"Humans in general, we all seek things that give us what I'll call 'juice' -- we need things that bring positivity into our lives," he says. "That is a critical thing -- looking at what's right with the world, and building on it. You get far more progress and get more accomplished than trying to look at, 'Here's what's wrong,' and trying to understand that. It's better to build on your positives and enhance those. That has always worked for me.
"That connection to family is important to me. But I'm still connected with people I worked with in Colorado; I'm connected to people in Bentonville in some pretty rich ways; I'm going to be connected with Little Rock. If I were to leave five years from now, I'm still going to be connected to this city. I've really benefited from the people that I'm around. I'm very fortunate to be surrounded by wonderful people."
CITY YEAR HONORS
Nonprofit organization City Year is giving Poore a Lifetime of Service Award at its Red Jacket Ball, 6 p.m. April 11 at Little Rock's Statehouse Convention Center. The event also honors 54 young people who have given a year to serve as AmeriCorps members in Little Rock schools.
City Year Little Rock's office is right next-door to the school district headquarters in the 800 block of Little Rock's West Markham Street. City Year Director Sarah Roberson says that was on purpose.
"The school district is City Year's biggest partner, and it's really important to us to have a real partnership," she explains. "And so when we were looking for a new home about a year ago, we saw that building next to the school district and we thought, 'Well, we might as well be close to the people we partner closely with.'"
What impresses Roberson most about Poore is what he does for students.
"He is 100 percent focused on student success, but he sees the whole student," she explains. "Test scores are vitally important, but Mr. Poore is engaging students through sports and music and bringing in partners from throughout the community."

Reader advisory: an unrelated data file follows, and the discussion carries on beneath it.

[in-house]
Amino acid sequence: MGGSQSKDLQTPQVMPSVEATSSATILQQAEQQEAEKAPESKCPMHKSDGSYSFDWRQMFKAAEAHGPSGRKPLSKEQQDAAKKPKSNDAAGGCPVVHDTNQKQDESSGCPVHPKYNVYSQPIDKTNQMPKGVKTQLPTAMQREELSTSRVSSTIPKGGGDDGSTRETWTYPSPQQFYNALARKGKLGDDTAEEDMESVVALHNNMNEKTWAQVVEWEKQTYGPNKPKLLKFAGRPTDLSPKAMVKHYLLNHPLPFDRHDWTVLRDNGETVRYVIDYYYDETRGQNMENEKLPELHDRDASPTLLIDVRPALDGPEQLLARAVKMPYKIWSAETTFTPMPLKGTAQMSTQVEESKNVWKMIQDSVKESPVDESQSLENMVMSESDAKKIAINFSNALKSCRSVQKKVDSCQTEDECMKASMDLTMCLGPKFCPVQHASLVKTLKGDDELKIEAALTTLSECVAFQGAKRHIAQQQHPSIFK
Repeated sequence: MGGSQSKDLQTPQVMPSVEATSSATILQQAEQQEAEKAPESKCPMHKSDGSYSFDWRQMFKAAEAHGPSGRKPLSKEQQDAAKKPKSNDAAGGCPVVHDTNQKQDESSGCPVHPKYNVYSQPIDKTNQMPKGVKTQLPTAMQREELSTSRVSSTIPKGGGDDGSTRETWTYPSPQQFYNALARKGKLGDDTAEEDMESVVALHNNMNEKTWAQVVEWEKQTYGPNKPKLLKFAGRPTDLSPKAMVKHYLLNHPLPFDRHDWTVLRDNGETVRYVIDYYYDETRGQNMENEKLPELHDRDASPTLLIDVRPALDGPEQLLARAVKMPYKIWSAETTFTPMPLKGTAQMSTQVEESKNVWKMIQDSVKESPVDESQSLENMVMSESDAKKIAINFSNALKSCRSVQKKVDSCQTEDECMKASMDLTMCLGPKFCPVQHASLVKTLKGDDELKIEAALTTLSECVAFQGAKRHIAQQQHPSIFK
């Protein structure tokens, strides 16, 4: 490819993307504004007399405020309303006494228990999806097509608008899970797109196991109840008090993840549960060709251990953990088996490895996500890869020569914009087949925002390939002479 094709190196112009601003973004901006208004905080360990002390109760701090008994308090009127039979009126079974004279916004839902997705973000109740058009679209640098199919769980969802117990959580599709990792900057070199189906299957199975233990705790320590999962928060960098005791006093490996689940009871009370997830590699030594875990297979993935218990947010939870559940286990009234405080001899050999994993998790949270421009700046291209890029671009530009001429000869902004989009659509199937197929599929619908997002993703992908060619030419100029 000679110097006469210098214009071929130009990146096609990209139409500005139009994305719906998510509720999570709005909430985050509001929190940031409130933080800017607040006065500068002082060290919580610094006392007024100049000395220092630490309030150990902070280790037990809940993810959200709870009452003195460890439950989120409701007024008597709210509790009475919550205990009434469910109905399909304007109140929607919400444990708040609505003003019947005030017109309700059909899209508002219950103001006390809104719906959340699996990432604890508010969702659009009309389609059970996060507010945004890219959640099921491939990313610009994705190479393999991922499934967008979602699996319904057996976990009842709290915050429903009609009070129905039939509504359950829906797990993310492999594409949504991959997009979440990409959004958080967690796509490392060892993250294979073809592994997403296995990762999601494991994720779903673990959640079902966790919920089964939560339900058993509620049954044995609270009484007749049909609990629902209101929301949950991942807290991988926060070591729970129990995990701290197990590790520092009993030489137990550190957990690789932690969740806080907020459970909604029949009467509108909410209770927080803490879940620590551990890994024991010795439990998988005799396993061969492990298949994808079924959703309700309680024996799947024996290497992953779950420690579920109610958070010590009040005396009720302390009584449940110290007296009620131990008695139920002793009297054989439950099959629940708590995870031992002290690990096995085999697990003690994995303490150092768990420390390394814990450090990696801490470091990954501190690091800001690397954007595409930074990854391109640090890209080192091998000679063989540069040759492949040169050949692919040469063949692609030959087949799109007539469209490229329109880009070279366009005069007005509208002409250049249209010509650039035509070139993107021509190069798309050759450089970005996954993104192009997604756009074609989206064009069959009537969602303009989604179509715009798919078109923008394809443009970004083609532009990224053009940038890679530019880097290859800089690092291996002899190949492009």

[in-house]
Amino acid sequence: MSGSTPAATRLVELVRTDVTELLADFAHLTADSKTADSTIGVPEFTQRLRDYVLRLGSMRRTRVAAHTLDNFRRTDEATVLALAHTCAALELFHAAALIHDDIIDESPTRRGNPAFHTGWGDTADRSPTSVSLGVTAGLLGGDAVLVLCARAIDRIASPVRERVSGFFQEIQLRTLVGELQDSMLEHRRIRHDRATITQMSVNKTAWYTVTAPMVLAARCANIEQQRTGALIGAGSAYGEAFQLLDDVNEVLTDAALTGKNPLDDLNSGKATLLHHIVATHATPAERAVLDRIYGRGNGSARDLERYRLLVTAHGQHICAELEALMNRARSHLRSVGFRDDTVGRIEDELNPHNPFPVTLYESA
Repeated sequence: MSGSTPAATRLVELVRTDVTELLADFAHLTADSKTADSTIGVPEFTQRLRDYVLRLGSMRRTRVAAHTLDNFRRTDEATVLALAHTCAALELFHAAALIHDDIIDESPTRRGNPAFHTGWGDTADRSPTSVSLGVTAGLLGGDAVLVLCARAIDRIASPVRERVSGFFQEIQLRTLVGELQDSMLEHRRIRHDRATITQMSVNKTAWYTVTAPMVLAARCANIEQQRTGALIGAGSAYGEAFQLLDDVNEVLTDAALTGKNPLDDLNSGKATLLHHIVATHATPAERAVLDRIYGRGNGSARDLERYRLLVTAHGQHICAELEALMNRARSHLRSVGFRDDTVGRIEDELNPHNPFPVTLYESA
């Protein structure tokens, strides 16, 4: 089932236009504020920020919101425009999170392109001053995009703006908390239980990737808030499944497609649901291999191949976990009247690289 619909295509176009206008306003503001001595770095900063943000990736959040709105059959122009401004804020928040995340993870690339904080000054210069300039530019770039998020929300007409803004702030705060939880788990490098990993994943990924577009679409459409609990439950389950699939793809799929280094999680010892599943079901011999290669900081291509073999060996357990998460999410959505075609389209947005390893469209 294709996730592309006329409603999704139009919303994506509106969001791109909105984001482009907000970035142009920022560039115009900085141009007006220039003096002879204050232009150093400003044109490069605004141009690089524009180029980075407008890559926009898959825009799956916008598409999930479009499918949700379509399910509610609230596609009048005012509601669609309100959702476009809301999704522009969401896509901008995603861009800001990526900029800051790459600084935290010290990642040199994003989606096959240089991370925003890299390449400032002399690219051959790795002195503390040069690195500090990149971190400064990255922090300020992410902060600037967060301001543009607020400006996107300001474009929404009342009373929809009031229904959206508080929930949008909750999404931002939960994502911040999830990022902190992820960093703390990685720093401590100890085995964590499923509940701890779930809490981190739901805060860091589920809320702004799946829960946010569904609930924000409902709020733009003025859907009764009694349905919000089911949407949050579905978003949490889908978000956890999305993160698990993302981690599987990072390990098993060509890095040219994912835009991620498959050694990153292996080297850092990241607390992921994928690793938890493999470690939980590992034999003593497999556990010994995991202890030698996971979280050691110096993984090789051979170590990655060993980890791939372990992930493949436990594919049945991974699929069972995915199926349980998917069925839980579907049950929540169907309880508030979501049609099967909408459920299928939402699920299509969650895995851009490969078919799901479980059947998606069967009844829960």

Poore was the keynote speaker last year at City Year's national convention in Washington. "Talking about the work we're doing with a national audience, I was able to see why we're such good partners, and it's because he is all in for kids," Roberson says. "He's just all action all the time. He is creating spaces for students to be able to grow in all parts of their lives."
Poore will get his very own City Year red jacket at the event. "There's two ways to get it," she says. "You either do 10 months of service or you give your life to education."
The Red Jacket Ball, 6 p.m. (cocktail hour), dinner program 7 p.m., April 11, Governor's Hall IV, Statehouse Convention Center, Markham and Main streets. Dress code is red jacket, not black tie.
• BIRTH DATE AND PLACE OF BIRTH: Aug. 17, 1961; Hayes, Kansas
• FAVORITE COLORS: Blue is a color I like a lot. Also yellow.
• FAVORITE FOODS: I love fried chicken; I love Mexican food, and I could live off those two on a day-to-day basis. Pastry for dessert.
• I ABSOLUTELY WILL NOT EAT: Lima beans
• THE MENU FOR MY LAST MEAL: Fried chicken, mac and cheese, collard greens, cornbread, pecan pie
• I'M MOST COMFORTABLE WITH PEOPLE WHO: Have a passion about [affecting] the lives of young people.
• GUESTS AT MY FANTASY DINNER PARTY: I'd like to have two dinners if I could. One dinner, I'd like to have my entire family, with my deceased grandparents, all together, and have it be a meal that would go all day I guess. My second one, I'd love to have a time where all of the students and staff and community members that have really been engaged with me, to have them all in one setting. That would be just too cool.
• THE MOST IMPORTANT THING I LEARNED IN SCHOOL AS A STUDENT: That you can do it. I had people that made me feel like that -- from my parents and so many teachers that instilled in me the belief that I can do anything.
• THE MOST IMPORTANT THING I LEARNED IN SCHOOL AS AN EDUCATOR: The power of collaboration.
• I WANT MY CHILDREN TO REMEMBER: The most important goal is to be happy and that they have the ability to be anything they want to be.
• THE BEST ADVICE I EVER RECEIVED: You can't please everybody. It's just impossible. I do strive for that. ... There's going to be fence-sitters and how you implement determines how you move those fence-sitters, to be on your side or not, and that's going to determine how you're going to be successful. And there's always going to be detractors; 10 percent are going to be negative no matter what you do.
• ONE WORD TO SUM ME UP: Passionate.
“Athletics and performing arts are a hook for kids; the kids that are involved in those activities, it’s proven that they have better GPAs and fewer attendance issues. And we have to find ways for kids to get engaged, and if they’re not engaged in something positive, they’re going to get engaged in something negative.” -Michael Poore
High Profile on 03/31/2019
CORRECTION: Michael Poore, superintendent of the Little Rock School District, is married to the former Marianne Woodyear. Her name was incorrect in an earlier version of this story.
Print Headline: HIGH PROFILE: Little Rock School District Superintendent Michael Poore to be honored for dedication to kids, education